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Government push to reform planning laws could backfire, warns senior planning officer

Date: 5/9/2012

George Osborne's new push to overhaul planning laws is unwelcome, misjudged and could end up reducing the number of houses that are built, the country's most senior planning officer has said. So says The Daily Telegraph about POS President Malcolm Sharp. 

The DT reported on 3rd September:

Malcolm Sharp, president of the Planning Officers' Society, spoke after ministers pledged another attempt to rewrite planning laws only months after major changes were announced.

He told The Daily Telegraph that ministers had misjudged the problems of the property industry, saying that developers' lack of finances and the weak state of the economy were the real obstacles to building, not red tape. The Chancellor promised new changes in planning rules this week, saying economic recovery depends on stimulating development.

Mr Osborne said the system led to unnecessary delays and promised to make it harder for residents to object to new developments.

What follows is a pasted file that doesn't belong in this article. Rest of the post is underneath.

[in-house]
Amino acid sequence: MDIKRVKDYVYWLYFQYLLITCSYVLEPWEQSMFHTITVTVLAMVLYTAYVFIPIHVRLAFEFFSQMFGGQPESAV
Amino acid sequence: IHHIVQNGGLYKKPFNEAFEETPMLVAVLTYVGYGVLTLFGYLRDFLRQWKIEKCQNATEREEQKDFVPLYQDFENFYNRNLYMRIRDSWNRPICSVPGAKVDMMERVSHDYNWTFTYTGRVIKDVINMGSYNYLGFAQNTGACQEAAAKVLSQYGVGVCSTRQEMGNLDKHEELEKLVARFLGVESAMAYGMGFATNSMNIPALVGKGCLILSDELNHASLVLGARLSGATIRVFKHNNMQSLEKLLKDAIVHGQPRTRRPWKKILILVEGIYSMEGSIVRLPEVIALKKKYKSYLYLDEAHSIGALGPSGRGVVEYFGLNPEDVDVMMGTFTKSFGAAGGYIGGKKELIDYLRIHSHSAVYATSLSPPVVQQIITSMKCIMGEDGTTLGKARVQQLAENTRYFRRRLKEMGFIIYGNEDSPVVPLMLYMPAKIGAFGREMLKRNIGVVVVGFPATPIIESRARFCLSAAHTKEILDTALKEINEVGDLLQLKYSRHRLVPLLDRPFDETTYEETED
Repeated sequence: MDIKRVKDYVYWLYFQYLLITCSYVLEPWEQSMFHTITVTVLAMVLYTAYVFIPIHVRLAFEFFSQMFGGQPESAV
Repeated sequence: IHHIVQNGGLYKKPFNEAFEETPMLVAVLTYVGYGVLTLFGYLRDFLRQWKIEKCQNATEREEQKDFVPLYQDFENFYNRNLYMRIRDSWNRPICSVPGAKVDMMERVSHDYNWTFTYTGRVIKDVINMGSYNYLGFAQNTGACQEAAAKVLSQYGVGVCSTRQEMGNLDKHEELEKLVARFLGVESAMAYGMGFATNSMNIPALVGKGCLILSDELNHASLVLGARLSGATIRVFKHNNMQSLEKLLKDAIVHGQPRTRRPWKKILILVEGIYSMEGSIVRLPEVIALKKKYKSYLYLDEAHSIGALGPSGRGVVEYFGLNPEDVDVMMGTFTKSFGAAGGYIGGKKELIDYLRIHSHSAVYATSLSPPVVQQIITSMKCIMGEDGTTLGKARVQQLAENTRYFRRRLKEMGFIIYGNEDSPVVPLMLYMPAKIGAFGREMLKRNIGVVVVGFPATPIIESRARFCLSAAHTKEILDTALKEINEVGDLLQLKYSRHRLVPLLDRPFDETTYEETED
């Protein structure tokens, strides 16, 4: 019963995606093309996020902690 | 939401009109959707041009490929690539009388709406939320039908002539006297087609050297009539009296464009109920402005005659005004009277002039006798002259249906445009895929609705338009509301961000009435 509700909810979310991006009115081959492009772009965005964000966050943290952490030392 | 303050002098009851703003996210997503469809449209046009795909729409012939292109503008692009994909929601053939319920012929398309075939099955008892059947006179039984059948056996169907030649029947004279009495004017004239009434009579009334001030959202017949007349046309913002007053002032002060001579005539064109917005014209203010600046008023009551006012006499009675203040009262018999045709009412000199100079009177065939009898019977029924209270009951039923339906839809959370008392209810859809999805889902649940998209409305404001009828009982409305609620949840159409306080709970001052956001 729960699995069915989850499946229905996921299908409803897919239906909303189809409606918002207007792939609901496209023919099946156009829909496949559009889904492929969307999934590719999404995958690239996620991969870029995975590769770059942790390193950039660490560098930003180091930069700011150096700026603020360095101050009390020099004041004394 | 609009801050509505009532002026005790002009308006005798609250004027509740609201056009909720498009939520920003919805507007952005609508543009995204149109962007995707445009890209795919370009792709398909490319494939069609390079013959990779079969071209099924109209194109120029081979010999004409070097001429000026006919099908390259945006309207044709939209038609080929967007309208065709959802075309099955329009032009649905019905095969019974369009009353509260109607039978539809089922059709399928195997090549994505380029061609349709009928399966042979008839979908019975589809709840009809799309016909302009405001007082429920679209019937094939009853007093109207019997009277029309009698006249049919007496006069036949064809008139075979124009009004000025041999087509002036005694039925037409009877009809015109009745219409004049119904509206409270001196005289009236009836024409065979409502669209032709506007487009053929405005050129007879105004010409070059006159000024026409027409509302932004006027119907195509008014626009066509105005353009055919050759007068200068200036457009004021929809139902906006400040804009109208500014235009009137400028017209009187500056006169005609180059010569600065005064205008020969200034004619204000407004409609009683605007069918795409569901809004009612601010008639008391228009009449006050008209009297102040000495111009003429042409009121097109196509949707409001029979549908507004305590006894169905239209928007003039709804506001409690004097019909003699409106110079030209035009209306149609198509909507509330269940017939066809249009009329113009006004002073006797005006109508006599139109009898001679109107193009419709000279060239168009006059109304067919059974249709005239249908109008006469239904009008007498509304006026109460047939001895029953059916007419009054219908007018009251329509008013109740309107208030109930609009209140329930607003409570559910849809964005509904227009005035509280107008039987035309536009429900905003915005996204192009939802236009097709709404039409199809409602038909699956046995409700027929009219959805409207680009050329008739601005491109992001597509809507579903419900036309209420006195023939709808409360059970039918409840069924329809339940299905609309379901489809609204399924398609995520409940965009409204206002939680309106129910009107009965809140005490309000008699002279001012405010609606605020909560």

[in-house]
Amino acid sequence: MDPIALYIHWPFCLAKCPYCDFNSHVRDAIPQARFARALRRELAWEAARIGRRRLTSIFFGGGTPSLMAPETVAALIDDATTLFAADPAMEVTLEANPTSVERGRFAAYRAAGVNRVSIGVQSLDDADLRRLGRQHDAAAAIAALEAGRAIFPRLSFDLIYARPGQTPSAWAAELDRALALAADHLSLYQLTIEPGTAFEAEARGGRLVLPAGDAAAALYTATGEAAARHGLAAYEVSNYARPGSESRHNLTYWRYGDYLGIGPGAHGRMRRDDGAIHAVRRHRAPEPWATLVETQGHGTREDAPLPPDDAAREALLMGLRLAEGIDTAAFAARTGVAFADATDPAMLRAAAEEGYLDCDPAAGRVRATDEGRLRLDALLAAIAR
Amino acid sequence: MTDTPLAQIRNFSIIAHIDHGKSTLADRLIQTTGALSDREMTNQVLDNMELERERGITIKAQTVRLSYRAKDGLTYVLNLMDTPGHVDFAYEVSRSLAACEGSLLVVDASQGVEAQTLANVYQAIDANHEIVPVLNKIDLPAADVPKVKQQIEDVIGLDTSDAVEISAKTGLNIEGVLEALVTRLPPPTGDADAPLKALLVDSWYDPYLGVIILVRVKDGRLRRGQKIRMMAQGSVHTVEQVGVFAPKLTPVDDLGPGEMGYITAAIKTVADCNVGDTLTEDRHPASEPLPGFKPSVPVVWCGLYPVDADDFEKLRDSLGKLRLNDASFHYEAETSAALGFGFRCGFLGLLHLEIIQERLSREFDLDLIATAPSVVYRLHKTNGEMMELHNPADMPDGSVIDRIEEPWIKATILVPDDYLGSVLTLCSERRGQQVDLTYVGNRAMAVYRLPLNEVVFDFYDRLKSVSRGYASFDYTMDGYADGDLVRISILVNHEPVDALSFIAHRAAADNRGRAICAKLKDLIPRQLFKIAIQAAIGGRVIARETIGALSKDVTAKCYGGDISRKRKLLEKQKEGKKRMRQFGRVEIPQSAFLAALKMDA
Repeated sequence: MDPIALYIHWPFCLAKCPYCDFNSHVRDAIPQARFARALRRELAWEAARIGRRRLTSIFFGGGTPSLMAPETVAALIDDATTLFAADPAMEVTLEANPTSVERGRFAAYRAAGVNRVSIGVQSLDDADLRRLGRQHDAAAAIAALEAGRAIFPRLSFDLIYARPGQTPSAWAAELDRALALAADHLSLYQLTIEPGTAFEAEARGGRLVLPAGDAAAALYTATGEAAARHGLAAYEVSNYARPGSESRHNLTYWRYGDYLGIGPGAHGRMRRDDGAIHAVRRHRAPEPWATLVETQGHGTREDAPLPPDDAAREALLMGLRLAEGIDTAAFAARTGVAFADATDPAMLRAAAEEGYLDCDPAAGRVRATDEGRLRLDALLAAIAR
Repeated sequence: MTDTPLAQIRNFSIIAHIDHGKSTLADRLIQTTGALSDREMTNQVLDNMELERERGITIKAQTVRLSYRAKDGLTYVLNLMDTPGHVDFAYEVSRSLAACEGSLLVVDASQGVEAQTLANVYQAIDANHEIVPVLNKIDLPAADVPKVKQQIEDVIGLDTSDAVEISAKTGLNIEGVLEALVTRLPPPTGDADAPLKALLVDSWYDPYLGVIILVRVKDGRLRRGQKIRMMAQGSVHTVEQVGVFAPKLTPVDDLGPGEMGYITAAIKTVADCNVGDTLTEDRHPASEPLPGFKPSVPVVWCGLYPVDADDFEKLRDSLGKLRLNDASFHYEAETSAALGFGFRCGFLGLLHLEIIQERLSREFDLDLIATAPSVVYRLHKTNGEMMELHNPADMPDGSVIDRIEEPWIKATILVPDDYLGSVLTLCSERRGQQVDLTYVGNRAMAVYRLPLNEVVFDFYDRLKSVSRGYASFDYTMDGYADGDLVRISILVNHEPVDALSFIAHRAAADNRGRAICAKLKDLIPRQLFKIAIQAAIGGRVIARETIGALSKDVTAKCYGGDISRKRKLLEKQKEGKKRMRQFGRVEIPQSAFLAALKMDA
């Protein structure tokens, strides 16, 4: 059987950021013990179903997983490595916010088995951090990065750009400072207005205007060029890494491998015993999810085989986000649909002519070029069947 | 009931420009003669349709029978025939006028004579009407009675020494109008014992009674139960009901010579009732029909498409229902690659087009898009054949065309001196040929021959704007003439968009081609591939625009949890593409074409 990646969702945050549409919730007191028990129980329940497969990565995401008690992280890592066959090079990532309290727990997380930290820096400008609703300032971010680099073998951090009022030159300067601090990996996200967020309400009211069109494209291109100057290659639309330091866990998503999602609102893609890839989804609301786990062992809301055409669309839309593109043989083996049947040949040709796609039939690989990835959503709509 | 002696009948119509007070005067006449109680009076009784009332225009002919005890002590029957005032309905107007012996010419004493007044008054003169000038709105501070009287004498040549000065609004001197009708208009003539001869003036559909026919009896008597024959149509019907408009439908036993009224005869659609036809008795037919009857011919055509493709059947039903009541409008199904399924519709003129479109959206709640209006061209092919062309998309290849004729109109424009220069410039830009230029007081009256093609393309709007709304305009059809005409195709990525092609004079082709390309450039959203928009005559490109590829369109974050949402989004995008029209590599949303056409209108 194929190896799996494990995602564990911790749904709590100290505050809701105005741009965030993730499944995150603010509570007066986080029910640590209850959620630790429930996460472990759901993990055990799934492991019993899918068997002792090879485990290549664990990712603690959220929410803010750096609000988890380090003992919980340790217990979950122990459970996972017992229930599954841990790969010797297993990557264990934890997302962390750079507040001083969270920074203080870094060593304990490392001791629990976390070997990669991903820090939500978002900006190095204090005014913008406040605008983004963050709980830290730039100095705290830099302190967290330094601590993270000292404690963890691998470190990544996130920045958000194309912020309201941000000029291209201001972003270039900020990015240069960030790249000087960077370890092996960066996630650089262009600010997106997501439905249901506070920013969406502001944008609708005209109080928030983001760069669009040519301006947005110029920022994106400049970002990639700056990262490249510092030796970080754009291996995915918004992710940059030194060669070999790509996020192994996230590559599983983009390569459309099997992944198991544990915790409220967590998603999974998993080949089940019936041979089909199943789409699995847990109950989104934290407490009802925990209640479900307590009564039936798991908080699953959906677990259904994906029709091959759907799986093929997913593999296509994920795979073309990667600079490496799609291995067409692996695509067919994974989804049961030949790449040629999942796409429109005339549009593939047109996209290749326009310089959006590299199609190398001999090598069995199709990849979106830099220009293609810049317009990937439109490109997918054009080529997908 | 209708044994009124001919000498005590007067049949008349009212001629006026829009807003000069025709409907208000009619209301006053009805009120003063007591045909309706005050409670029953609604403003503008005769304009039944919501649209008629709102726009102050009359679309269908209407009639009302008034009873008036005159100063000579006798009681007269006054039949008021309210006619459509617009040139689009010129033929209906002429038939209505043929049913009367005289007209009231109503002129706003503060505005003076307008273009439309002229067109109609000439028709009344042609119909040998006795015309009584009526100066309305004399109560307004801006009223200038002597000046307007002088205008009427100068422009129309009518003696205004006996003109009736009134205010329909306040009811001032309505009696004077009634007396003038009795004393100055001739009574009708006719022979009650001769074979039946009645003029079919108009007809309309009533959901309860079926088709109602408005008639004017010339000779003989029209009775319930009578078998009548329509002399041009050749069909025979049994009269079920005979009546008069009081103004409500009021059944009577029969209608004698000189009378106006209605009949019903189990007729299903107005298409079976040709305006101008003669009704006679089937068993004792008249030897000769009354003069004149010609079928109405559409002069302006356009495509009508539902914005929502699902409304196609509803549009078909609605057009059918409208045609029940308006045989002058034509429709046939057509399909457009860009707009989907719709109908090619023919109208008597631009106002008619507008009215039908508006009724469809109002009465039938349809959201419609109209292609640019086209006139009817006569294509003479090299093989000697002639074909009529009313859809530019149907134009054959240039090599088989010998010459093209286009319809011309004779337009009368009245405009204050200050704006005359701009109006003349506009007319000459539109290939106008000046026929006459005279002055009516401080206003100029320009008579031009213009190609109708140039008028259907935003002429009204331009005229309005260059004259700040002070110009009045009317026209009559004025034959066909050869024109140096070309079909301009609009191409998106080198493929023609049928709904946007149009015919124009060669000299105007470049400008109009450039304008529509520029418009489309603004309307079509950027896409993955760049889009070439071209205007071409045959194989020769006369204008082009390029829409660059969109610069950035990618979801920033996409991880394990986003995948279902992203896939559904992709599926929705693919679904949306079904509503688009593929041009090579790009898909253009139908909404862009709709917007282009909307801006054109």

Mr Sharp rejected the Chancellor's assessment. "I don't think that it is the planning system that is the issue. It's the wider economy," he said. "Developers have hundreds of thousands of plots where they have planning permission granted but they are not building.

 "Instead of talking about planning, we need to find other ways to help developers use those sites." He added: "This concentration on the local authorities and the appeals system is not going to help - it's not going to address the problems the Government is talking about." 

A similar article in the Architects' Journal reported that  Planning Officers Society president Malcolm Sharp says the economy, not planning policy, is the main obstacle to housing growth.



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